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Modeling
About Archicad's design tools, element connections, modeling concepts, etc.

Composite wall joints

Geoff Briggs
Advocate
Before I formulate a wish or poll question I want to get the opinion of anyone who cares about the way composite walls join and clean-up.

Currently, unless the composite cores are defined with the same fill, the sheathing is not broken but travels past the joint. This is contrary to standard building practice and so seems totally illogical.

In common practice two different core structures frequently meet with the finish cladding applied after. A typical US example is an uninsulated 2x4 stud wall butting into an insulated 2x6 exterior stud wall. My screen shots illustrate this example.

And while I'm on the subject, why is this functionality limited to walls in plan? Shouldn't we expect the same type of thing in section where the structural core of a slab would clean up with that of a wall, and a wall would properly join a roof? It sure would save a lot of patching.

Wall joint now.png
Regards,
Geoff Briggs
DeForest Architects
Seattle, USA
AC26 INT, M1 Mac, OS 13.2.1
Yes, you read that correctly, we are in the US but use the INT version, because the libraries are better.
14 REPLIES 14

Geoff Briggs
Advocate
Here's what I'd like to see.
Regards,
Geoff Briggs
DeForest Architects
Seattle, USA
AC26 INT, M1 Mac, OS 13.2.1
Yes, you read that correctly, we are in the US but use the INT version, because the libraries are better.

Aussie John
Newcomer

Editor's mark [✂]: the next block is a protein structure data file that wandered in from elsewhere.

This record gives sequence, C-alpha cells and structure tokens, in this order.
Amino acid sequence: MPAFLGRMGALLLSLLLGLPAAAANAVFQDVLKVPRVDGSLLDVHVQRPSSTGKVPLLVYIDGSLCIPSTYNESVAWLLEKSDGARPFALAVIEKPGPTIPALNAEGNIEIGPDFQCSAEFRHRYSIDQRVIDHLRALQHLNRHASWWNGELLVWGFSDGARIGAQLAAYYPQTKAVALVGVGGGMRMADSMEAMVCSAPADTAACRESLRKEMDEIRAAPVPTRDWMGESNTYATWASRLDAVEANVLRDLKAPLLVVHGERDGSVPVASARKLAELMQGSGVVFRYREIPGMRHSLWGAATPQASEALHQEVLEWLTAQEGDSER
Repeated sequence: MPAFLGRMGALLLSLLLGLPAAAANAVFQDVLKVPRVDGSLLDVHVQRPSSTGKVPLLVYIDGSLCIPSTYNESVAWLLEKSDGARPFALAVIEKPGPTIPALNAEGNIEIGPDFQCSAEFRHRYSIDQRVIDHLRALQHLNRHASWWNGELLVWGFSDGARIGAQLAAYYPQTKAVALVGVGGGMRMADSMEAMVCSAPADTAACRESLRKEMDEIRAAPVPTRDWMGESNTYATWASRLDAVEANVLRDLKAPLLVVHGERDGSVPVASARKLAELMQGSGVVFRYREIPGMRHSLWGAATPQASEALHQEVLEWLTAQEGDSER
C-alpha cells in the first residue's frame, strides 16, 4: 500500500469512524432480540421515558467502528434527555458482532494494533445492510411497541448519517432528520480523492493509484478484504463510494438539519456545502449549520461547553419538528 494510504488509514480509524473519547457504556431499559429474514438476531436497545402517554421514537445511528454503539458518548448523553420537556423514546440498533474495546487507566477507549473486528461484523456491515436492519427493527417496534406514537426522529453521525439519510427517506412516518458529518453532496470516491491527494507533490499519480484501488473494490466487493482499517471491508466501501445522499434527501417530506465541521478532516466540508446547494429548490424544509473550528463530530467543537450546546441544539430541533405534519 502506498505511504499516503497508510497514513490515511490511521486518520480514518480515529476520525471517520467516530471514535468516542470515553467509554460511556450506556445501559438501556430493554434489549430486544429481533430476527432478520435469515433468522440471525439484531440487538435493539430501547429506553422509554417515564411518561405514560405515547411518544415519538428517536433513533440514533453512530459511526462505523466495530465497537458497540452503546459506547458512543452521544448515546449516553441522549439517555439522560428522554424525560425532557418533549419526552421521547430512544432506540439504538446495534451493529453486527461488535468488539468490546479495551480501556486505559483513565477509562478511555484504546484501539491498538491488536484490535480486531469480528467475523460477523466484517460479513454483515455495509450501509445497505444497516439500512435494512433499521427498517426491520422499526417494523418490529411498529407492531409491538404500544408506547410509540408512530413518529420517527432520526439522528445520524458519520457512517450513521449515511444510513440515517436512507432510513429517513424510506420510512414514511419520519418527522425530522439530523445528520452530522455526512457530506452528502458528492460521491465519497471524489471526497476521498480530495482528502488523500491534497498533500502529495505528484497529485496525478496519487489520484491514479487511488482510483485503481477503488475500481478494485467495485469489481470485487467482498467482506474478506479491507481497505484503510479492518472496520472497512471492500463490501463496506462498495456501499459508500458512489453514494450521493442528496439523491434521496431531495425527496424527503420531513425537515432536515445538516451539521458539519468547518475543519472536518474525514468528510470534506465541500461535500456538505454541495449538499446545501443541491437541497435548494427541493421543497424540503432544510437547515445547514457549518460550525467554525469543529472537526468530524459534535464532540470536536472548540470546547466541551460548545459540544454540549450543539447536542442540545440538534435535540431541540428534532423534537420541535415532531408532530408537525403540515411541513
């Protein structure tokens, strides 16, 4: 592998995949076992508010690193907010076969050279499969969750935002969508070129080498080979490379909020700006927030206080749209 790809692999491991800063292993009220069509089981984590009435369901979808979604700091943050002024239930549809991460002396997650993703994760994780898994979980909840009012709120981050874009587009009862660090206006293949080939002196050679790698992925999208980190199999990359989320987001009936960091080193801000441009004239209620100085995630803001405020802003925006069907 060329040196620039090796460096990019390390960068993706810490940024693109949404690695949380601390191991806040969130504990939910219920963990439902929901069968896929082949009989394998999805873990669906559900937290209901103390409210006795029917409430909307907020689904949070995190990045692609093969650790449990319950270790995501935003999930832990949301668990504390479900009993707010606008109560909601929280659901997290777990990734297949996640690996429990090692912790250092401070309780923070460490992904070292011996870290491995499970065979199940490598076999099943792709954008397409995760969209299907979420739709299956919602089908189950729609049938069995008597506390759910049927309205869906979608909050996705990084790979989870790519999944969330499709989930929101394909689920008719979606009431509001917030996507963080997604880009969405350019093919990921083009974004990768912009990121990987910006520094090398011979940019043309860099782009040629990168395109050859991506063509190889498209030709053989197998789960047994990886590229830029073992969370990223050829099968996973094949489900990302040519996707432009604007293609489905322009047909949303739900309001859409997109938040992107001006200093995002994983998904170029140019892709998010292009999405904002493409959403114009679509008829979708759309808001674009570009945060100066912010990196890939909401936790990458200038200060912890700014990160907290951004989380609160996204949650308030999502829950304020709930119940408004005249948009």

Perfectly logical request Geoff.
Another tricky one is bringing a stud wall into an internal corner of a cavity wall. If the reference line is on the out side of the cavity wall it is impossible for the stud wall to even touch the reference line of the cavity.

Automation is great but it sure makes CAD complex to cover all the bases
Cheers John
John Hyland : ARINA : www.arina.biz
User ver 4 to 12 - Jumped to v22 - so many options and settings!!!
OSX 10.15.6 [Catalina] : Archicad 22 : 15" MacBook Pro 2019
[/size]

Anonymous
Not applicable
If the reference line is on the out side of the cavity wall it is impossible for the stud wall to even touch the reference line of the cavity.
This is the main reason that I put the reference line on the inside face of exterior walls. I know this is not a common practice (the only others I know who do this are people I have taught) but I have found over the years that it eliminates more trouble than it causes. The biggest problem I have had with this approach was on one project that changed from 2x4 to 2x6 exterior walls in late DD. Otherwise it has saved me lots of patching and fussing with wall intersections.

Are there others out there doing this too?

Geoff Briggs
Advocate
Matthew wrote:
Are there others out there doing this too?
I switched to ArchiCAD when 8 came out and started by modeling my house. I discovered the advantage of having the ref line on the inside right away.
Regards,
Geoff Briggs
DeForest Architects
Seattle, USA
AC26 INT, M1 Mac, OS 13.2.1
Yes, you read that correctly, we are in the US but use the INT version, because the libraries are better.

Aussie John
Newcomer
generally it is the outside that determines the length of a wall (eg brick dimension, wall panel width) so if you change the width of your composite wall you are stuffed if the reference line is on the inside.
Cheers John
John Hyland : ARINA : www.arina.biz
User ver 4 to 12 - Jumped to v22 - so many options and settings!!!
OSX 10.15.6 [Catalina] : Archicad 22 : 15" MacBook Pro 2019
[/size]

Anonymous
Not applicable
Matthew wrote:

This is the main reason that I put the reference line on the inside face of exterior walls.
[...]